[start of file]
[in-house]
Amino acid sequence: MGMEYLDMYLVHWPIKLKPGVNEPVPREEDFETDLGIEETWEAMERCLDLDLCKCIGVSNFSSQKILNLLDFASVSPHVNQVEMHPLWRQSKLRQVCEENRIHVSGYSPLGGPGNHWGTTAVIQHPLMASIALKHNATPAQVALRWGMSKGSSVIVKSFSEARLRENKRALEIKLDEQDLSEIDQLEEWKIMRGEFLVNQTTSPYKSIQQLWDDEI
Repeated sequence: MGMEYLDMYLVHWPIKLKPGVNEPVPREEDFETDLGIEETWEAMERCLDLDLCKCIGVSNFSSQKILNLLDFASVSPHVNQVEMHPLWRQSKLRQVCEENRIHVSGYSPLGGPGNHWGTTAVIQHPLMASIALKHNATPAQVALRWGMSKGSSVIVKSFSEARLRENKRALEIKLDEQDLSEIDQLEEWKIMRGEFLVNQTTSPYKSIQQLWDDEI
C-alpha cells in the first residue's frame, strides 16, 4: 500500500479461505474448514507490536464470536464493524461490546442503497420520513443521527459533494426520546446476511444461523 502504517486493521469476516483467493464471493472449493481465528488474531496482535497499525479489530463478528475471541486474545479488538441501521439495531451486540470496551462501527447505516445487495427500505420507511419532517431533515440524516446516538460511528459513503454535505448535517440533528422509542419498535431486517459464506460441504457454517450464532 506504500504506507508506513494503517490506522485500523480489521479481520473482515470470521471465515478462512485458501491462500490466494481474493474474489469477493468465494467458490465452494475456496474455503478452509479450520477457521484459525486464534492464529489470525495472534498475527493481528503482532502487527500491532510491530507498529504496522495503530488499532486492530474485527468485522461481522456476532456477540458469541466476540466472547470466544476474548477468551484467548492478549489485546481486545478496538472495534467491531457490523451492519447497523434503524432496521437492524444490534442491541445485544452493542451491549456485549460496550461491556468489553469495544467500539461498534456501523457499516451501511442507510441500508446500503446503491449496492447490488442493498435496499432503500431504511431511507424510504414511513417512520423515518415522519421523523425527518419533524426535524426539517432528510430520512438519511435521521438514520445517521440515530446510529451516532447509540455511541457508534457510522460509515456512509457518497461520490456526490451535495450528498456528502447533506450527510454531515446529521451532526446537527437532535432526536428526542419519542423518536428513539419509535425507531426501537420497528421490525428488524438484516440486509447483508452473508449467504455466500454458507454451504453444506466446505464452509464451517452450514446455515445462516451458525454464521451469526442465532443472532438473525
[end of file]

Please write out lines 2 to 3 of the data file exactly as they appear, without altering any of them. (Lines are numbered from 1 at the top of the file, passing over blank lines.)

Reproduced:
Amino acid sequence: MGMEYLDMYLVHWPIKLKPGVNEPVPREEDFETDLGIEETWEAMERCLDLDLCKCIGVSNFSSQKILNLLDFASVSPHVNQVEMHPLWRQSKLRQVCEENRIHVSGYSPLGGPGNHWGTTAVIQHPLMASIALKHNATPAQVALRWGMSKGSSVIVKSFSEARLRENKRALEIKLDEQDLSEIDQLEEWKIMRGEFLVNQTTSPYKSIQQLWDDEI
Repeated sequence: MGMEYLDMYLVHWPIKLKPGVNEPVPREEDFETDLGIEETWEAMERCLDLDLCKCIGVSNFSSQKILNLLDFASVSPHVNQVEMHPLWRQSKLRQVCEENRIHVSGYSPLGGPGNHWGTTAVIQHPLMASIALKHNATPAQVALRWGMSKGSSVIVKSFSEARLRENKRALEIKLDEQDLSEIDQLEEWKIMRGEFLVNQTTSPYKSIQQLWDDEI